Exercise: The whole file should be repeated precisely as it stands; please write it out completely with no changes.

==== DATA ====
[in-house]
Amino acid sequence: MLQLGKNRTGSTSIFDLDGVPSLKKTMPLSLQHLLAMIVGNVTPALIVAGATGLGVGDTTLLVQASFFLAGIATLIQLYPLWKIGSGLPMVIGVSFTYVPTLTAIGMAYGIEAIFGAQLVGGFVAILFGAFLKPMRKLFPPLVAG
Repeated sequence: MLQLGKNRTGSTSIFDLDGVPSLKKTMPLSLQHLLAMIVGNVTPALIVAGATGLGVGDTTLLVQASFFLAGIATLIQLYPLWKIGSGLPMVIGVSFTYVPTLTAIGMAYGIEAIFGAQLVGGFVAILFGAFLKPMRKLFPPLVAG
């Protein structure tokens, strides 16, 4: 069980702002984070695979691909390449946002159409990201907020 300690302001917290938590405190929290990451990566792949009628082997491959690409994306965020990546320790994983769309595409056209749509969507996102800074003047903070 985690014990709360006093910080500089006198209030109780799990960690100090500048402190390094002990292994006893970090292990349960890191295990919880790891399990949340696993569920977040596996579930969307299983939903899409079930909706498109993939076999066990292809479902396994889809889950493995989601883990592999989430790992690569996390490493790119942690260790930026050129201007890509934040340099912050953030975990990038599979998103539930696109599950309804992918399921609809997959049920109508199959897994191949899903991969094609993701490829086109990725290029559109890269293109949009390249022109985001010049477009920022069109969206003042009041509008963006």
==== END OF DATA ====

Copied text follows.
[in-house]
Amino acid sequence: MLQLGKNRTGSTSIFDLDGVPSLKKTMPLSLQHLLAMIVGNVTPALIVAGATGLGVGDTTLLVQASFFLAGIATLIQLYPLWKIGSGLPMVIGVSFTYVPTLTAIGMAYGIEAIFGAQLVGGFVAILFGAFLKPMRKLFPPLVAG
Repeated sequence: MLQLGKNRTGSTSIFDLDGVPSLKKTMPLSLQHLLAMIVGNVTPALIVAGATGLGVGDTTLLVQASFFLAGIATLIQLYPLWKIGSGLPMVIGVSFTYVPTLTAIGMAYGIEAIFGAQLVGGFVAILFGAFLKPMRKLFPPLVAG
């Protein structure tokens, strides 16, 4: 069980702002984070695979691909390449946002159409990201907020 300690302001917290938590405190929290990451990566792949009628082997491959690409994306965020990546320790994983769309595409056209749509969507996102800074003047903070 985690014990709360006093910080500089006198209030109780799990960690100090500048402190390094002990292994006893970090292990349960890191295990919880790891399990949340696993569920977040596996579930969307299983939903899409079930909706498109993939076999066990292809479902396994889809889950493995989601883990592999989430790992690569996390490493790119942690260790930026050129201007890509934040340099912050953030975990990038599979998103539930696109599950309804992918399921609809997959049920109508199959897994191949899903991969094609993701490829086109990725290029559109890269293109949009390249022109985001010049477009920022069109969206003042009041509008963006």